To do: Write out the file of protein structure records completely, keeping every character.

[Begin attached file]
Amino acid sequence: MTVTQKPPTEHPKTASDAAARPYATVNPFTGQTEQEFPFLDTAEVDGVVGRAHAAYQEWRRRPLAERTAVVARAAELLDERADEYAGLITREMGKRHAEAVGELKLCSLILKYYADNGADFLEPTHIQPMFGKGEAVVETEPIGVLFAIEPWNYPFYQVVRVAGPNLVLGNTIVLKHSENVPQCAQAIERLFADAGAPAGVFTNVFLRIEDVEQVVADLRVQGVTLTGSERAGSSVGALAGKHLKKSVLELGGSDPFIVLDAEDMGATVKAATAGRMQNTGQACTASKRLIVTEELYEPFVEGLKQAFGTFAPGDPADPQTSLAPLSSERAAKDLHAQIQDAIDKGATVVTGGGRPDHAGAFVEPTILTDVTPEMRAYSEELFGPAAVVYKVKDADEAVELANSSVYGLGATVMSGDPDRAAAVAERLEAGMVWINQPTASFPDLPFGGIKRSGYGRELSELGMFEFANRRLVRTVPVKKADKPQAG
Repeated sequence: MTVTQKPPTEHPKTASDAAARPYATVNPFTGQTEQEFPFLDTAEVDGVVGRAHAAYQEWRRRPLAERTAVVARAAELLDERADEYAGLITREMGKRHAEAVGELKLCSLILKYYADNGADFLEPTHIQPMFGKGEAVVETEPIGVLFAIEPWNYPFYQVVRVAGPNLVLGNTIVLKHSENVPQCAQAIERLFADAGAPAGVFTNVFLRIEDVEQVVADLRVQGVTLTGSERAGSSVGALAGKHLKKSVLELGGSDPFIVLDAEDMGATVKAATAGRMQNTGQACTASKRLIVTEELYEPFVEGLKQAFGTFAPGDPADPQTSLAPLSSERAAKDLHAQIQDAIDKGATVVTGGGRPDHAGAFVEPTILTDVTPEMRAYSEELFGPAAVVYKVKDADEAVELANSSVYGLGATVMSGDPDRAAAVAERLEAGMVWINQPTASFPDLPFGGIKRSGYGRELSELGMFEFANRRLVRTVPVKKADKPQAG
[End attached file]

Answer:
Amino acid sequence: MTVTQKPPTEHPKTASDAAARPYATVNPFTGQTEQEFPFLDTAEVDGVVGRAHAAYQEWRRRPLAERTAVVARAAELLDERADEYAGLITREMGKRHAEAVGELKLCSLILKYYADNGADFLEPTHIQPMFGKGEAVVETEPIGVLFAIEPWNYPFYQVVRVAGPNLVLGNTIVLKHSENVPQCAQAIERLFADAGAPAGVFTNVFLRIEDVEQVVADLRVQGVTLTGSERAGSSVGALAGKHLKKSVLELGGSDPFIVLDAEDMGATVKAATAGRMQNTGQACTASKRLIVTEELYEPFVEGLKQAFGTFAPGDPADPQTSLAPLSSERAAKDLHAQIQDAIDKGATVVTGGGRPDHAGAFVEPTILTDVTPEMRAYSEELFGPAAVVYKVKDADEAVELANSSVYGLGATVMSGDPDRAAAVAERLEAGMVWINQPTASFPDLPFGGIKRSGYGRELSELGMFEFANRRLVRTVPVKKADKPQAG
Repeated sequence: MTVTQKPPTEHPKTASDAAARPYATVNPFTGQTEQEFPFLDTAEVDGVVGRAHAAYQEWRRRPLAERTAVVARAAELLDERADEYAGLITREMGKRHAEAVGELKLCSLILKYYADNGADFLEPTHIQPMFGKGEAVVETEPIGVLFAIEPWNYPFYQVVRVAGPNLVLGNTIVLKHSENVPQCAQAIERLFADAGAPAGVFTNVFLRIEDVEQVVADLRVQGVTLTGSERAGSSVGALAGKHLKKSVLELGGSDPFIVLDAEDMGATVKAATAGRMQNTGQACTASKRLIVTEELYEPFVEGLKQAFGTFAPGDPADPQTSLAPLSSERAAKDLHAQIQDAIDKGATVVTGGGRPDHAGAFVEPTILTDVTPEMRAYSEELFGPAAVVYKVKDADEAVELANSSVYGLGATVMSGDPDRAAAVAERLEAGMVWINQPTASFPDLPFGGIKRSGYGRELSELGMFEFANRRLVRTVPVKKADKPQAG